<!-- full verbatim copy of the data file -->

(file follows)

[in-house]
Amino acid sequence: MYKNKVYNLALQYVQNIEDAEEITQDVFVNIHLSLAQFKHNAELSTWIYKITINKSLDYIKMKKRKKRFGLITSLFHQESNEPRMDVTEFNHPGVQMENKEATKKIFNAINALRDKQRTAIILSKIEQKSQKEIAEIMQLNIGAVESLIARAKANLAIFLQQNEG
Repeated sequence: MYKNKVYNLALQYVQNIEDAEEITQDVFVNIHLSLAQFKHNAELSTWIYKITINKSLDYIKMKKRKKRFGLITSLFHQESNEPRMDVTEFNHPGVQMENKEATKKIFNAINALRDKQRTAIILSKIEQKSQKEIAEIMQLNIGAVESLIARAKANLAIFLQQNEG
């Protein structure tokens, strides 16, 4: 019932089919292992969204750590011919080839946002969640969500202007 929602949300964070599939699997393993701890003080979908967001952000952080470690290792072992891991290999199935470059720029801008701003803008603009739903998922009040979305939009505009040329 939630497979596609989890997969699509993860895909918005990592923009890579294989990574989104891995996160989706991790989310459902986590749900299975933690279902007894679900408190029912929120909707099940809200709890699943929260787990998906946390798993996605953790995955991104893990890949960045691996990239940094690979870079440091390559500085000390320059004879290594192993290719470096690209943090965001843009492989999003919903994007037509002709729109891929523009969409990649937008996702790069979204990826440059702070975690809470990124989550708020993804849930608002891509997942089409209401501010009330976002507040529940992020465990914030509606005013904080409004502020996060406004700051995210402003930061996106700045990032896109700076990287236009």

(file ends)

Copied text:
[in-house]
Amino acid sequence: MYKNKVYNLALQYVQNIEDAEEITQDVFVNIHLSLAQFKHNAELSTWIYKITINKSLDYIKMKKRKKRFGLITSLFHQESNEPRMDVTEFNHPGVQMENKEATKKIFNAINALRDKQRTAIILSKIEQKSQKEIAEIMQLNIGAVESLIARAKANLAIFLQQNEG
Repeated sequence: MYKNKVYNLALQYVQNIEDAEEITQDVFVNIHLSLAQFKHNAELSTWIYKITINKSLDYIKMKKRKKRFGLITSLFHQESNEPRMDVTEFNHPGVQMENKEATKKIFNAINALRDKQRTAIILSKIEQKSQKEIAEIMQLNIGAVESLIARAKANLAIFLQQNEG
């Protein structure tokens, strides 16, 4: 019932089919292992969204750590011919080839946002969640969500202007 929602949300964070599939699997393993701890003080979908967001952000952080470690290792072992891991290999199935470059720029801008701003803008603009739903998922009040979305939009505009040329 939630497979596609989890997969699509993860895909918005990592923009890579294989990574989104891995996160989706991790989310459902986590749900299975933690279902007894679900408190029912929120909707099940809200709890699943929260787990998906946390798993996605953790995955991104893990890949960045691996990239940094690979870079440091390559500085000390320059004879290594192993290719470096690209943090965001843009492989999003919903994007037509002709729109891929523009969409990649937008996702790069979204990826440059702070975690809470990124989550708020993804849930608002891509997942089409209401501010009330976002507040529940992020465990914030509606005013904080409004502020996060406004700051995210402003930061996106700045990032896109700076990287236009």